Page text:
Purpose: Monitoring the serum level of prostate specific antigen (PSA) is indispensable for surveillance after radical therapy, and the aim of this study was to establish the optimal follow-up schedule. Materials and methods: We retrospectively reviewed the clinicopathological data of 1,010 consecutive patients who underwent radical prostatectomy. After excluding patients who received neoadjuvant or adjuvant therapy and those without a nadir PSA level<0.2 ng/ml, the remaining 779 patients were enrolled. Biochemical recurrence (BCR) was defined as elevation of PSA to >0.2 ng/ml. We investigated the PSA doubling time (PSA-DT) following BCR at various times after surgery. Results: During a mean follow-up of 8.8 years, BCR occurred in 180/779 patients. The annual BCR rate was 6% in the first year after surgery, 6% between 1 and 2 years, 3% between 2 and 3 years, 3% between 3 and 5 years, and 2% at >5 years postoperatively. During these periods, the minimum PSA-DT after BCR was 1.6, 2.4, 3.1, 6.1, and 6.4 months, respectively. These minimum PSA-DTs were used to determine the optimal follow-up interval during each period after surgery. If the baseline level is 0.1 ng/ml, PSA should be measured at approximately 3-month intervals for the first year, at 4-month intervals between 1 and 2 years, at 6-month intervals between 2 and 3 years, and annually thereafter to definitely detect BCR before the serum PSA level exceeds 0.4 ng/ml. Conclusion: The PSA-DT following BCR varies according to the time after surgery. Our data on minimum PSA-DT values after BCR are useful for setting the optimal follow-up schedule.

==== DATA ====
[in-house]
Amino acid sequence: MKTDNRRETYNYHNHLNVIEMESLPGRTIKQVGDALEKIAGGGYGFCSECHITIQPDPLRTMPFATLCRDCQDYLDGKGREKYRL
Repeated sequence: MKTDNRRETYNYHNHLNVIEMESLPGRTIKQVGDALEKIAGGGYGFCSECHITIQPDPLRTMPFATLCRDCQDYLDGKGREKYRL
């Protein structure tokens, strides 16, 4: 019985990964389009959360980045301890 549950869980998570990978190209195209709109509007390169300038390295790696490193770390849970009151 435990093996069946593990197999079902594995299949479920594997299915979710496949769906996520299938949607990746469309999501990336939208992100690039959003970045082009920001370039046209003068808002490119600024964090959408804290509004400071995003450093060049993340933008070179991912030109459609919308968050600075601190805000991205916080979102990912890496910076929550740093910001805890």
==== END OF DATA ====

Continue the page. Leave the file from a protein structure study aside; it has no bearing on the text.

|Journal||Urologic Oncology: Seminars and Original Investigations|
|Publication status||Accepted/In press - 2018 Jan 1|
- Biochemical recurrence
- PSA doubling time
- PSA monitoring
- Radical prostatectomy
ASJC Scopus subject areas